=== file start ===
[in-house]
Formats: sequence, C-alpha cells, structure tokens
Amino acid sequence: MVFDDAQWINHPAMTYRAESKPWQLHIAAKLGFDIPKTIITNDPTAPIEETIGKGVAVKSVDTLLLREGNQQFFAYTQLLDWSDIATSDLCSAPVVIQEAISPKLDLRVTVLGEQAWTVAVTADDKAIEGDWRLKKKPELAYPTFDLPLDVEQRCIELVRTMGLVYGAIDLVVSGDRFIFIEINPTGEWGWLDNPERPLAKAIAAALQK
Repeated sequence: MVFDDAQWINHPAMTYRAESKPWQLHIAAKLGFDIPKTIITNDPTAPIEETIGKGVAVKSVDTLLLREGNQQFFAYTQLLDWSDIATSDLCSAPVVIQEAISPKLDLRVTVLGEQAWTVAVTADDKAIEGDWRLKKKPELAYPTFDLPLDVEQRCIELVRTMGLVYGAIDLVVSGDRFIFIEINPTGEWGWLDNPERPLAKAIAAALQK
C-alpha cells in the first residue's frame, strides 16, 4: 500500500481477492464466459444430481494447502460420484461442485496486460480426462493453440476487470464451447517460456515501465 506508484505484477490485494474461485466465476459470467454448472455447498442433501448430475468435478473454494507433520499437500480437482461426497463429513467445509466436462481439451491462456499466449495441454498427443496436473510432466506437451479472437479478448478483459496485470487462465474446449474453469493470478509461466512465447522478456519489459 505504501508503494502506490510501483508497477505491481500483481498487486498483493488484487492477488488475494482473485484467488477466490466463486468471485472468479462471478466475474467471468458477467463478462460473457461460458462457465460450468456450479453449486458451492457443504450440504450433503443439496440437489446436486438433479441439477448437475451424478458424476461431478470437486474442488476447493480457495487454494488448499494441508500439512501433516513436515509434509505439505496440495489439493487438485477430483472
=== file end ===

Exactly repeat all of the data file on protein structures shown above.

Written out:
[in-house]
Formats: sequence, C-alpha cells, structure tokens
Amino acid sequence: MVFDDAQWINHPAMTYRAESKPWQLHIAAKLGFDIPKTIITNDPTAPIEETIGKGVAVKSVDTLLLREGNQQFFAYTQLLDWSDIATSDLCSAPVVIQEAISPKLDLRVTVLGEQAWTVAVTADDKAIEGDWRLKKKPELAYPTFDLPLDVEQRCIELVRTMGLVYGAIDLVVSGDRFIFIEINPTGEWGWLDNPERPLAKAIAAALQK
Repeated sequence: MVFDDAQWINHPAMTYRAESKPWQLHIAAKLGFDIPKTIITNDPTAPIEETIGKGVAVKSVDTLLLREGNQQFFAYTQLLDWSDIATSDLCSAPVVIQEAISPKLDLRVTVLGEQAWTVAVTADDKAIEGDWRLKKKPELAYPTFDLPLDVEQRCIELVRTMGLVYGAIDLVVSGDRFIFIEINPTGEWGWLDNPERPLAKAIAAALQK
C-alpha cells in the first residue's frame, strides 16, 4: 500500500481477492464466459444430481494447502460420484461442485496486460480426462493453440476487470464451447517460456515501465 506508484505484477490485494474461485466465476459470467454448472455447498442433501448430475468435478473454494507433520499437500480437482461426497463429513467445509466436462481439451491462456499466449495441454498427443496436473510432466506437451479472437479478448478483459496485470487462465474446449474453469493470478509461466512465447522478456519489459 505504501508503494502506490510501483508497477505491481500483481498487486498483493488484487492477488488475494482473485484467488477466490466463486468471485472468479462471478466475474467471468458477467463478462460473457461460458462457465460450468456450479453449486458451492457443504450440504450433503443439496440437489446436486438433479441439477448437475451424478458424476461431478470437486474442488476447493480457495487454494488448499494441508500439512501433516513436515509434509505439505496440495489439493487438485477430483472